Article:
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  1. The Free Response Question For ever to be known by you as the… F. R. Q.

  2. The AP Exam • There are three free-response questions . • The section begins with a mandatory 15-minute reading period. • You'll have 45 minutes to answer the DBQ. • You will then have 70 minutes to answer two thematic essay questions. • The DBQ essay is worth 45 percent of the free-response score; the two thematic essays together contribute 55 percent of the free-response score. • That’s 130 minutes if you are scoring at home!

  3. The Scoring Rubric (FRQ) Getting into the Garden of the happiest place on earth!

  4. Validates thesis with evidence. (2) Address all parts of question. (2) Essay is well organized. (1) Has acceptable thesis. (1) THE BASIC CORE:The stepping stones to get to the Garden Correct chronology! Clear introduction Preview statements, topic sentences. Accurate and appropriate historical data! Does not restate the question. Offers original interpretation!

  5. Inside the Palace Walls! The Expanded Core:

  6. The Expanded Core (3) Shows Excellence • Has a clear, analytical, and comprehensive thesis. • Addresses all parts of the question thoroughly. • Addresses all parts of the question evenly. • Provides ample historical to substantiate thesis. • Uses historical context effectively to make argument. • Develops and expands argument with links to relevant ideas, events, trends. • Overall argument is sophisticated and complex.

  7. The Directive Words…(follow these words for full points) • Analyze: determine the component parts; examine their nature and relationship. "Analyze the major social and technological changes that took place in European warfare between 1789 and 1871." • Assess/evaluate: judge the value or character of something; appraise; evaluate the positive points and the negative ones; give an opinion regarding the value of; discuss the advantages and disadvantages of. "'Luther was both a revolutionary and a conservative.' Evaluate this statement with respect to Luther's responses to the political and social questions of his day." • Compare: examine for the purpose of noting similarities and differences. "Compare the rise to power of fascism in Italy and in Germany."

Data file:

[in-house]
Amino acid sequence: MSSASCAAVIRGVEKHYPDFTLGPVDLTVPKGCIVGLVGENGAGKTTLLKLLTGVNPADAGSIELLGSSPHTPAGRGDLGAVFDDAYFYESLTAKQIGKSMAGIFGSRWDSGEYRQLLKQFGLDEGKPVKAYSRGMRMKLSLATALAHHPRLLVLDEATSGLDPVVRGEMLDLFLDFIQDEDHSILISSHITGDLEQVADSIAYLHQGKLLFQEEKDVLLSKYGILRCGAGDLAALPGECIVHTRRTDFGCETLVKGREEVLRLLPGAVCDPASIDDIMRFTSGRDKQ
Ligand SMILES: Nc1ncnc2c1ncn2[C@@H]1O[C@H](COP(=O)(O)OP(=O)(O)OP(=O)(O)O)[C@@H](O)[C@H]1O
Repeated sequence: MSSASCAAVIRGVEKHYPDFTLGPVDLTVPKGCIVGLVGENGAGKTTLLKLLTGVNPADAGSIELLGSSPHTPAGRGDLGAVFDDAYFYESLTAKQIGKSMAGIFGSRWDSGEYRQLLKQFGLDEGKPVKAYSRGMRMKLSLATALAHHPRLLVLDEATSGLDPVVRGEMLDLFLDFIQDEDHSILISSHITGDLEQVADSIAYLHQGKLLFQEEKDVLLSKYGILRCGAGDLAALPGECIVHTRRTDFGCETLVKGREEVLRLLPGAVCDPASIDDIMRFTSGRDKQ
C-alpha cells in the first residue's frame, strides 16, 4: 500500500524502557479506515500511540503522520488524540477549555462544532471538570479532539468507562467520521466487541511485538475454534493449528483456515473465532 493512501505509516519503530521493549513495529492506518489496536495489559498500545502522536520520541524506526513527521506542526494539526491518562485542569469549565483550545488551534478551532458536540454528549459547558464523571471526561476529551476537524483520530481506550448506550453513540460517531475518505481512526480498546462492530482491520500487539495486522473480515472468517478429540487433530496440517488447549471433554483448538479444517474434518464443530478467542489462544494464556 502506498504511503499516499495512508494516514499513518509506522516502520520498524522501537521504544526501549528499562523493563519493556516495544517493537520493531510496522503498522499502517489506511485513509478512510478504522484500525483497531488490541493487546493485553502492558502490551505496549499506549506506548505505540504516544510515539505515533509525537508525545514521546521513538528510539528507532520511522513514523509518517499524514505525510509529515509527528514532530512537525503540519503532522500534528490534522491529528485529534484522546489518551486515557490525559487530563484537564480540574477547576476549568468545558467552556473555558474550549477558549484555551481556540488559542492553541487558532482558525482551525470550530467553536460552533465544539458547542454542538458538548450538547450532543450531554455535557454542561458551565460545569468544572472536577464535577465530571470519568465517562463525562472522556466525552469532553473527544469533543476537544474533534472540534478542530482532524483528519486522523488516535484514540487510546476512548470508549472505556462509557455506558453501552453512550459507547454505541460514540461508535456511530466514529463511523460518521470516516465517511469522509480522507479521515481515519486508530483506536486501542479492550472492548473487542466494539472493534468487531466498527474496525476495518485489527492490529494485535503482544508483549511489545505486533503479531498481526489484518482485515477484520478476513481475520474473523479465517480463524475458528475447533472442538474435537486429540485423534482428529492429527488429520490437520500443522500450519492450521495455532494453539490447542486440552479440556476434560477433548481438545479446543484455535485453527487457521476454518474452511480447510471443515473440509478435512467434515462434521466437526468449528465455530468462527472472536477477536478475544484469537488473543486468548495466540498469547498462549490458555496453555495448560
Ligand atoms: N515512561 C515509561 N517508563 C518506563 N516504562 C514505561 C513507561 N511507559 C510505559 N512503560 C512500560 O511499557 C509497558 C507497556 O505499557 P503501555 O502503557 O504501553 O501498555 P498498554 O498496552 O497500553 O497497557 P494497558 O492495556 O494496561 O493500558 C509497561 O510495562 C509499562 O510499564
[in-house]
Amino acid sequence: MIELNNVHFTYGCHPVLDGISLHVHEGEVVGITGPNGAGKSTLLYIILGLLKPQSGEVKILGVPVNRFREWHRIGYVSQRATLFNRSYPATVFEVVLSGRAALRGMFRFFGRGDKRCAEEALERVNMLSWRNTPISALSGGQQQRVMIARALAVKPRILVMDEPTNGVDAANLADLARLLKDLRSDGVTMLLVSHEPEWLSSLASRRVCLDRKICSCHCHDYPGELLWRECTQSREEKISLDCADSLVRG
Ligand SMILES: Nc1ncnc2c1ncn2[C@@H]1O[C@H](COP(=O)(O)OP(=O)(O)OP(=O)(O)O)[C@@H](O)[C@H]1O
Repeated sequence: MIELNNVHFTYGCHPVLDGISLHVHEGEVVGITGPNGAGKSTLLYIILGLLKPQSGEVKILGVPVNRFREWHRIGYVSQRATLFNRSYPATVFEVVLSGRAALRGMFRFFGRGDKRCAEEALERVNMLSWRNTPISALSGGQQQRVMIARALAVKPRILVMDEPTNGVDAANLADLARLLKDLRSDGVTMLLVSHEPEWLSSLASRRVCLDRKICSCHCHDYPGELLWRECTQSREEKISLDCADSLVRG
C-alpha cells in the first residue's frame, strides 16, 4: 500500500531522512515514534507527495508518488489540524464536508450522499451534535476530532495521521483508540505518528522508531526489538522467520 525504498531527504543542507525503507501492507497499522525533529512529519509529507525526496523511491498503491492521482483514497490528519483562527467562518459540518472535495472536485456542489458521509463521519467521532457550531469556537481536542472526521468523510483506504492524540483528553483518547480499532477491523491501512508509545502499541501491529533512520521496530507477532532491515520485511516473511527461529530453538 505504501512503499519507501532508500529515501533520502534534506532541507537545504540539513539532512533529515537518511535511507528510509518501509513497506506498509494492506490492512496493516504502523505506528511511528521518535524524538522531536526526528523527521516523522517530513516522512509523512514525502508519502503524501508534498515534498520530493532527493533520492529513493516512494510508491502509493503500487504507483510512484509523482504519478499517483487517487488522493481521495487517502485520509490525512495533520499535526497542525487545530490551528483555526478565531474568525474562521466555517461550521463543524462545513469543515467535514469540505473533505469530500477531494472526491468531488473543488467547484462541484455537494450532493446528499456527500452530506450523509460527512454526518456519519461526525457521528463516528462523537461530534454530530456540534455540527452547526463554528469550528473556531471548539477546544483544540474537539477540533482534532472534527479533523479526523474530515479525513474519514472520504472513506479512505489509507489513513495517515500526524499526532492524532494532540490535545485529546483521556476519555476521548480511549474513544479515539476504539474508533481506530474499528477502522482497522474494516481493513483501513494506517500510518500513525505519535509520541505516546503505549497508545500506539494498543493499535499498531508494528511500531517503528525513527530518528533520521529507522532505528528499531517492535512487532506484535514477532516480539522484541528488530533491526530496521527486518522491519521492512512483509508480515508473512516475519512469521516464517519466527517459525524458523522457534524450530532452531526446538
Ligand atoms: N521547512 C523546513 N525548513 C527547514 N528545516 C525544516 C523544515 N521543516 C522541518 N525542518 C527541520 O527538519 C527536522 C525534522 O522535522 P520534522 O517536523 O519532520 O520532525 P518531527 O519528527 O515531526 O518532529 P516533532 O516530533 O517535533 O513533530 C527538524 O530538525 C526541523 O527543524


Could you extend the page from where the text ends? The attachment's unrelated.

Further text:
8. Directive words… • Contrast: examine in order to show dissimilarities or points of difference. "Contrast the ways in which European skilled artisans of the mid-eighteenth century and European factory workers of the late nineteenth century differed in their work behavior and in their attitudes toward work." • Describe: give an account of; tell about; give a word picture of. "Describe and analyze how overseas expansion by European states affected global trade and international relations from 1600 to 1715." • Discuss: talk over; write about; consider or examine by argument or from various points of view; debate; present the different sides of. "Discuss the extent to which nineteenth-century Romanticism was or was not a conservative cultural and intellectual movement."

  9. Directive words… • Explain: make clear or plain; make clear the causes or reasons for; make known in detail; tell the meaning of. "Explain how economic, political, and religious factors promoted European explorations from about 1450 to about 1525." • Identify: cite specific events, phenomena, and show a connection. "Identify the social and economic factors in preindustrial England that explain why England was the first country to industrialize."

  10. The Thesis Statement! • This is the position you will take on the subject of the essay. • It is a concise, specific statement that will support the rest of your essay. • Once developed it can be the framework of your paper.

  11. Handout on Thesis Creation • Give it content! Propose an idea that will require support and illustration to be made convincing. • Limit the scope. Prepare to re-write in narrower terms. • Include: limited topic, the attitude, and an indication of direction of development

  12. Handout… • Avoid faulty generalizations. DANGER WORDS: • All, none, no, any, never, always, only, or everyone. • These usually mean faulty generalizations. • A strong thesis will show you are in control of the material and will organize your essay.

  13. Let’s write some thesis statements! • Example: